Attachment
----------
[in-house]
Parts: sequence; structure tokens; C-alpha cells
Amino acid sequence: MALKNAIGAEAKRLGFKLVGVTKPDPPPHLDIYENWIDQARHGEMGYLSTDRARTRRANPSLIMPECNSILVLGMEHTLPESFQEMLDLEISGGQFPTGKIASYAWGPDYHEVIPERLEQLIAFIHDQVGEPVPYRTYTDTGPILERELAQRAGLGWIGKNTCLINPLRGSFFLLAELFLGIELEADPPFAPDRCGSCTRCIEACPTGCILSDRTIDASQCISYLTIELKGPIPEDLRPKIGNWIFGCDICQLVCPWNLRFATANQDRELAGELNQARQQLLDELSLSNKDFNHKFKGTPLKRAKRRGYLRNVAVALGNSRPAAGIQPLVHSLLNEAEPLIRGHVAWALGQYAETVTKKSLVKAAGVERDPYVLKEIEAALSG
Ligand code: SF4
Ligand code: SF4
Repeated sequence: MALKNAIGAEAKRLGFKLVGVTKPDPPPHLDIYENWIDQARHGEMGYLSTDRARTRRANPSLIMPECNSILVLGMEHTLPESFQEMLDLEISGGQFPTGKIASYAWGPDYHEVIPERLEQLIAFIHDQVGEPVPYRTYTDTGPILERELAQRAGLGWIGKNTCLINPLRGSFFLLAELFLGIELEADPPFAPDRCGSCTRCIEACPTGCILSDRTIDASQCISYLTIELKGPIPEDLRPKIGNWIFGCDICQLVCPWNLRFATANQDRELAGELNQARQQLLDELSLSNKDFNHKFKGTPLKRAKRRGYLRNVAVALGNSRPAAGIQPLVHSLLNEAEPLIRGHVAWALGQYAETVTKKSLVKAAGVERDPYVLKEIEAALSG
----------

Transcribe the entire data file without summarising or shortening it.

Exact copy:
[in-house]
Parts: sequence; structure tokens; C-alpha cells
Amino acid sequence: MALKNAIGAEAKRLGFKLVGVTKPDPPPHLDIYENWIDQARHGEMGYLSTDRARTRRANPSLIMPECNSILVLGMEHTLPESFQEMLDLEISGGQFPTGKIASYAWGPDYHEVIPERLEQLIAFIHDQVGEPVPYRTYTDTGPILERELAQRAGLGWIGKNTCLINPLRGSFFLLAELFLGIELEADPPFAPDRCGSCTRCIEACPTGCILSDRTIDASQCISYLTIELKGPIPEDLRPKIGNWIFGCDICQLVCPWNLRFATANQDRELAGELNQARQQLLDELSLSNKDFNHKFKGTPLKRAKRRGYLRNVAVALGNSRPAAGIQPLVHSLLNEAEPLIRGHVAWALGQYAETVTKKSLVKAAGVERDPYVLKEIEAALSG
Ligand code: SF4
Ligand code: SF4
Repeated sequence: MALKNAIGAEAKRLGFKLVGVTKPDPPPHLDIYENWIDQARHGEMGYLSTDRARTRRANPSLIMPECNSILVLGMEHTLPESFQEMLDLEISGGQFPTGKIASYAWGPDYHEVIPERLEQLIAFIHDQVGEPVPYRTYTDTGPILERELAQRAGLGWIGKNTCLINPLRGSFFLLAELFLGIELEADPPFAPDRCGSCTRCIEACPTGCILSDRTIDASQCISYLTIELKGPIPEDLRPKIGNWIFGCDICQLVCPWNLRFATANQDRELAGELNQARQQLLDELSLSNKDFNHKFKGTPLKRAKRRGYLRNVAVALGNSRPAAGIQPLVHSLLNEAEPLIRGHVAWALGQYAETVTKKSLVKAAGVERDPYVLKEIEAALSG